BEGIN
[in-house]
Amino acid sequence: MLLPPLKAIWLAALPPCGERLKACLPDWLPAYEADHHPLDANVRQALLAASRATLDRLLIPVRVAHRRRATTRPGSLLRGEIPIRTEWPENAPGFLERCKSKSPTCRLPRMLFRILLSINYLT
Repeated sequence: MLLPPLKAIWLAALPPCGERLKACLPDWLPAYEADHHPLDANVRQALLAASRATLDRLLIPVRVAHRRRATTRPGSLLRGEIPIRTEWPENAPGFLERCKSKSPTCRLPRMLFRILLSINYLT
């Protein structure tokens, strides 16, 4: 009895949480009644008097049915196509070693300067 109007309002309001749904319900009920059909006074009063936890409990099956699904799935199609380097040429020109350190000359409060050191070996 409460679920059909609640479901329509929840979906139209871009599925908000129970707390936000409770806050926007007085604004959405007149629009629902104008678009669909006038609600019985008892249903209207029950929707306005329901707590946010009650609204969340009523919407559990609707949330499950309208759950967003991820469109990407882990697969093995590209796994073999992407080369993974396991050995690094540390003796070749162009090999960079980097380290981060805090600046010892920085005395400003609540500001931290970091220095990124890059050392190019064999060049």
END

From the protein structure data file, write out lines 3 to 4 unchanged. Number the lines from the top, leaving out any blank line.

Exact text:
Repeated sequence: MLLPPLKAIWLAALPPCGERLKACLPDWLPAYEADHHPLDANVRQALLAASRATLDRLLIPVRVAHRRRATTRPGSLLRGEIPIRTEWPENAPGFLERCKSKSPTCRLPRMLFRILLSINYLT
């Protein structure tokens, strides 16, 4: 009895949480009644008097049915196509070693300067 109007309002309001749904319900009920059909006074009063936890409990099956699904799935199609380097040429020109350190000359409060050191070996 409460679920059909609640479901329509929840979906139209871009599925908000129970707390936000409770806050926007007085604004959405007149629009629902104008678009669909006038609600019985008892249903209207029950929707306005329901707590946010009650609204969340009523919407559990609707949330499950309208759950967003991820469109990407882990697969093995590209796994073999992407080369993974396991050995690094540390003796070749162009090999960079980097380290981060805090600046010892920085005395400003609540500001931290970091220095990124890059050392190019064999060049």